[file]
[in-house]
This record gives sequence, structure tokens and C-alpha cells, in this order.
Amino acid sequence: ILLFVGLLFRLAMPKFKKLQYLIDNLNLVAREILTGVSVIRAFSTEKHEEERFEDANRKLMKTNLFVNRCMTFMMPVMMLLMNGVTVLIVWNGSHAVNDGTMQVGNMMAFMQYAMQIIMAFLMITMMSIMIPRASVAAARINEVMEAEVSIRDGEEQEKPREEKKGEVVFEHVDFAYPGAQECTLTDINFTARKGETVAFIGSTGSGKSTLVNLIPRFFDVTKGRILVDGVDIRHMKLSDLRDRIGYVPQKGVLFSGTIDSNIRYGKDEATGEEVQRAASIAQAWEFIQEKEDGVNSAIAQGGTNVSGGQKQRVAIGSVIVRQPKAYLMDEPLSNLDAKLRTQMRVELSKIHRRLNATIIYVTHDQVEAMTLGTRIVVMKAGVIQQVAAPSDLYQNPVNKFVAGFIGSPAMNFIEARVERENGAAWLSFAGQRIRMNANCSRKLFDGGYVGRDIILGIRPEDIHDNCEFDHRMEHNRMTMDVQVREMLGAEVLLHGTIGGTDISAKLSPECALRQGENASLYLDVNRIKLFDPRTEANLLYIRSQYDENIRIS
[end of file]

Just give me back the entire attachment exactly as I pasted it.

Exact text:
[in-house]
This record gives sequence, structure tokens and C-alpha cells, in this order.
Amino acid sequence: ILLFVGLLFRLAMPKFKKLQYLIDNLNLVAREILTGVSVIRAFSTEKHEEERFEDANRKLMKTNLFVNRCMTFMMPVMMLLMNGVTVLIVWNGSHAVNDGTMQVGNMMAFMQYAMQIIMAFLMITMMSIMIPRASVAAARINEVMEAEVSIRDGEEQEKPREEKKGEVVFEHVDFAYPGAQECTLTDINFTARKGETVAFIGSTGSGKSTLVNLIPRFFDVTKGRILVDGVDIRHMKLSDLRDRIGYVPQKGVLFSGTIDSNIRYGKDEATGEEVQRAASIAQAWEFIQEKEDGVNSAIAQGGTNVSGGQKQRVAIGSVIVRQPKAYLMDEPLSNLDAKLRTQMRVELSKIHRRLNATIIYVTHDQVEAMTLGTRIVVMKAGVIQQVAAPSDLYQNPVNKFVAGFIGSPAMNFIEARVERENGAAWLSFAGQRIRMNANCSRKLFDGGYVGRDIILGIRPEDIHDNCEFDHRMEHNRMTMDVQVREMLGAEVLLHGTIGGTDISAKLSPECALRQGENASLYLDVNRIKLFDPRTEANLLYIRSQYDENIRIS